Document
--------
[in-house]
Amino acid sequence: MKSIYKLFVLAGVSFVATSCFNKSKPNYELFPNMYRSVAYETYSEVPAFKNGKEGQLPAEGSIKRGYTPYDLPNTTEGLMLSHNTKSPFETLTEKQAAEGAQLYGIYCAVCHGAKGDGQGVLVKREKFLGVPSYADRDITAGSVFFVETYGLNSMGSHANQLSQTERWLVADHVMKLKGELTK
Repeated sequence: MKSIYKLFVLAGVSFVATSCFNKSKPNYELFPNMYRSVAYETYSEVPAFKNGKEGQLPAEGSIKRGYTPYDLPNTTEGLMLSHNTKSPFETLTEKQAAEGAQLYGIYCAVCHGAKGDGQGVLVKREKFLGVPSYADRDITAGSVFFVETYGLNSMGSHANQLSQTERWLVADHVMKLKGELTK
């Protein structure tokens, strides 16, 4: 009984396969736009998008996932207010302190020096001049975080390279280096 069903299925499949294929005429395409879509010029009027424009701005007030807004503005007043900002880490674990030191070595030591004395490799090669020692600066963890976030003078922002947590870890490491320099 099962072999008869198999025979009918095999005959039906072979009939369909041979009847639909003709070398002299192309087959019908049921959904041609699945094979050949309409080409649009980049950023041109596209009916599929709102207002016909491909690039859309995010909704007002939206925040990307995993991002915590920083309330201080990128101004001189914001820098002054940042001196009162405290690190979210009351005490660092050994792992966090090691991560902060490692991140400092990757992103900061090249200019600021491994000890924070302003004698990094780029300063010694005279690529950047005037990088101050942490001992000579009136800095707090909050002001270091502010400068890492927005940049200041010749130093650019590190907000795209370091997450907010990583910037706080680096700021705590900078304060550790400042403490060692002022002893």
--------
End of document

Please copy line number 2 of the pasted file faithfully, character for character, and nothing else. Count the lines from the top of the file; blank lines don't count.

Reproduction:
Amino acid sequence: MKSIYKLFVLAGVSFVATSCFNKSKPNYELFPNMYRSVAYETYSEVPAFKNGKEGQLPAEGSIKRGYTPYDLPNTTEGLMLSHNTKSPFETLTEKQAAEGAQLYGIYCAVCHGAKGDGQGVLVKREKFLGVPSYADRDITAGSVFFVETYGLNSMGSHANQLSQTERWLVADHVMKLKGELTK